Barrel twist rate

Discussion in 'Rifles, Bullets, Barrels & Ballistics' started by Aussie_hunter, Sep 21, 2011.

  1. Aussie_hunter

    Aussie_hunter Well-Known Member

    Aug 14, 2011
    What's a barrel twist rate, my marlin XT22 is a 22WMR 1:16 barrel twist. What does a barrel twist do, maybe it's my ignorance but if you don't ask you don't no.
  2. hatfield954

    hatfield954 Well-Known Member

    Feb 7, 2011
    Barrel twist is rifling inside the barrel that spins the bullet in a clockwise or counter clockwise direction when exiting the barrel. Rifling is described by its twist rate, which indicates the distance the bullet must travel to complete one full revolution, such as "1 turn in 10 inches" A 1 in 16 twist like you have in your rifle is considered a slow twist. A shorter distance indicates a "faster" twist, meaning that for a given velocity the projectile will be rotating at a higher spin rate. The combination of length, weight and shape of a projectile determines the twist rate needed to stabilize it – barrels intended for short, large-diameter projectiles like spherical lead balls require a very low twist rate, such as 1 turn in 48 inches (122 cm).[1] Barrels intended for long, small-diameter bullets, such as the ultra-low-drag, 80-grain 0.224 inch bullets (5.2 g, 5.56 mm), use twist rates of 1 turn in 8 inches (20 cm) or faster.[2]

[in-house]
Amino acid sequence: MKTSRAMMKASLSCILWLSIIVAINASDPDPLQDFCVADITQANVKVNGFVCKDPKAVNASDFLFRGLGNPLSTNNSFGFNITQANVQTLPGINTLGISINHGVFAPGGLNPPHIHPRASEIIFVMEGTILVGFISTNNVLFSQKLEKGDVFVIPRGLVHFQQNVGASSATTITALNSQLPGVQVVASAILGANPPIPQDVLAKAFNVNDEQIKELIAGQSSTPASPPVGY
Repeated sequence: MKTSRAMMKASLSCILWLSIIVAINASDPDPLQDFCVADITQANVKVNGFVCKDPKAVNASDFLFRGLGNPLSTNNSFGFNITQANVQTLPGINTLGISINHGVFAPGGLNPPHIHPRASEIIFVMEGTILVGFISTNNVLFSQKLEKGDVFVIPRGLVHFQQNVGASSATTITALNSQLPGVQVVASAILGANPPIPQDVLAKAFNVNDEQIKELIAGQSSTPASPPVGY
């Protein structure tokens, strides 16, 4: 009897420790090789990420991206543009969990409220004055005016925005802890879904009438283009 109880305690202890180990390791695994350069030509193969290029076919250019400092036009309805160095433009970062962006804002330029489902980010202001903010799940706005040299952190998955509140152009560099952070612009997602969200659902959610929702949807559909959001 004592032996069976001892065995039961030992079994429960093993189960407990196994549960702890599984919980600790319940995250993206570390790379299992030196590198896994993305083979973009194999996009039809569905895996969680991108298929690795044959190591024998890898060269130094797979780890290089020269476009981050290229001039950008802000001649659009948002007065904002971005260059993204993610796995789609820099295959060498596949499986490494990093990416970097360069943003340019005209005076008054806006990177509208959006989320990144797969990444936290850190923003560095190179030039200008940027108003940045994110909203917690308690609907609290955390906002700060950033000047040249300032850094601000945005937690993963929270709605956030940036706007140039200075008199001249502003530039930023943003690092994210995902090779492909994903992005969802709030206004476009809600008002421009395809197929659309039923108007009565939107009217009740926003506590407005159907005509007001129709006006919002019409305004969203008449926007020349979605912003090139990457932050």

3. Kevin Thomas

    Kevin Thomas Well-Known Member

    Feb 16, 2009

    Twist rate is the distance in which it take the lands and grooves within the barrel to make one, full 360 degree rotation. This is important, in that this rate is what determines what bullets a barrel will, or will not, stabilze. The longer the twist, the lighter (shorter) the bullets will need to be to achieve proper stabilization. The longer and heavier a bullet becomes, the faster a twist it will need to remain nose on during flight.

    Complex topic, but this is the gist of it. In the case of the 22 rimfires, there's very few twists available, since the 40 grain offering are pretty universal, and they don't get too much heavier or lighter than these. With centerfires, the bullets weight and lengths can go to some wild extremes, thus explaining why we commonly see everything from 1x6" to 1x16" twists in .22 caliber.

    Hope that helps!